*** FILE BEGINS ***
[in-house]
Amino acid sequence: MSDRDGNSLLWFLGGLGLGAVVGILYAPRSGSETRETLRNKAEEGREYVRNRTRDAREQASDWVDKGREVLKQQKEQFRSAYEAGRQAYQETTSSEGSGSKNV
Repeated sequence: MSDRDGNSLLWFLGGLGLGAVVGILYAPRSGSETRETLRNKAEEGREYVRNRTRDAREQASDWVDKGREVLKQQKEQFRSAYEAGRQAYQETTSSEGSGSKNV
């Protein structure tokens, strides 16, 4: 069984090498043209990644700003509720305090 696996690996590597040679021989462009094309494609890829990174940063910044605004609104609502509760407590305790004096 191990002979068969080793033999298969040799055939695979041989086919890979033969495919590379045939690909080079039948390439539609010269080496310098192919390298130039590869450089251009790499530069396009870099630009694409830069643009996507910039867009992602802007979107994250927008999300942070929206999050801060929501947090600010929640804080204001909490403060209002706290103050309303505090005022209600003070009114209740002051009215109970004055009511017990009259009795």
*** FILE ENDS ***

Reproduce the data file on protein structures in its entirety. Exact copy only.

[in-house]
Amino acid sequence: MSDRDGNSLLWFLGGLGLGAVVGILYAPRSGSETRETLRNKAEEGREYVRNRTRDAREQASDWVDKGREVLKQQKEQFRSAYEAGRQAYQETTSSEGSGSKNV
Repeated sequence: MSDRDGNSLLWFLGGLGLGAVVGILYAPRSGSETRETLRNKAEEGREYVRNRTRDAREQASDWVDKGREVLKQQKEQFRSAYEAGRQAYQETTSSEGSGSKNV
């Protein structure tokens, strides 16, 4: 069984090498043209990644700003509720305090 696996690996590597040679021989462009094309494609890829990174940063910044605004609104609502509760407590305790004096 191990002979068969080793033999298969040799055939695979041989086919890979033969495919590379045939690909080079039948390439539609010269080496310098192919390298130039590869450089251009790499530069396009870099630009694409830069643009996507910039867009992602802007979107994250927008999300942070929206999050801060929501947090600010929640804080204001909490403060209002706290103050309303505090005022209600003070009114209740002051009215109970004055009511017990009259009795």